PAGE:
In the world of free trade, few words bring more fear than the threat of tariffs. So, when President Trump announced last week that his administration will impose tariffs in steel and aluminum products the markets reacted in disgust.
To begin with, the US has ran a perennial trade deficit with most of the world, from oil to electronics, consumer products, cars, basic materials, luxury goods and more. Why? Because it can!
Most of the world is very happy selling stuff to the US and taking its dollars as a form of payment. After all, the US dollar is a reserve currency, so you can store it, keep it or use to purchase other things you need. Despite this continuous deficit no one is really worried about it, neither the United States nor the countries who sell to it.
However, from time to time a US administration comes along that wants to correct what they perceive are gross imbalances. Without going too far back in history, when President Ronald Reagan started his mandate similar things happened. At that time the big deficit was with Japan and the rise of Toyota and Honda as world class car manufacturers.
Reagan threatened with tariffs, everybody got worried but at the end of the day Japan car manufacturers agreed to build car plants in the US. In exchange for that Japan opened the financial services industries to American companies.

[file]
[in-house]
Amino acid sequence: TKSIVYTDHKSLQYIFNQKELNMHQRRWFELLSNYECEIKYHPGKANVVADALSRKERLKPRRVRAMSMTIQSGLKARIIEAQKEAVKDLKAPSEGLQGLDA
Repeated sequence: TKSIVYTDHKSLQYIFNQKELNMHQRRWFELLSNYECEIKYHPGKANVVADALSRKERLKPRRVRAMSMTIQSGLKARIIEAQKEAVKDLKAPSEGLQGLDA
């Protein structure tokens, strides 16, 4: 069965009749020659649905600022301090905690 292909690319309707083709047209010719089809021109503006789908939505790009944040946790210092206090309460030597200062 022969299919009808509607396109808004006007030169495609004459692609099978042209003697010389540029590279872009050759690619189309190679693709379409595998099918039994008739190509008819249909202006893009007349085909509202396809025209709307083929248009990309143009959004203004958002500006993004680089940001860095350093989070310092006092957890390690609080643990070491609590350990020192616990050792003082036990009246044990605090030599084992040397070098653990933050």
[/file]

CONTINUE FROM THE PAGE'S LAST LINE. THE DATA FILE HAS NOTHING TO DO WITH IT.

We had very similar examples with the Clinton and Bush administration, all of them coming to good terms between the parties involved. The Obama administration was more globalist in nature and there was less trade friction.
Like what we saw with China early in 2017, President Trump has played his cards by threatening China with sanctions but after meeting with Xi Jinping the issue subsided. Some agreements have already been reached regarding the entry of financial services companies into China. Sound familiar?
If you sell on credit (i.e. trade deficit) to your largest client, if they always pay promptly and on time and always want more, wouldn’t you consider a discount if they asked (ie. the threat of tariffs). If you are a good business person, you know the answer.
Have a great week and buy in the dips.
Winston Capital Advisors is a firm that advises international advisors on capital markets and wealth planning. A former director at Morgan Stanley, Onetti has over 30 years of experience in international wealth management.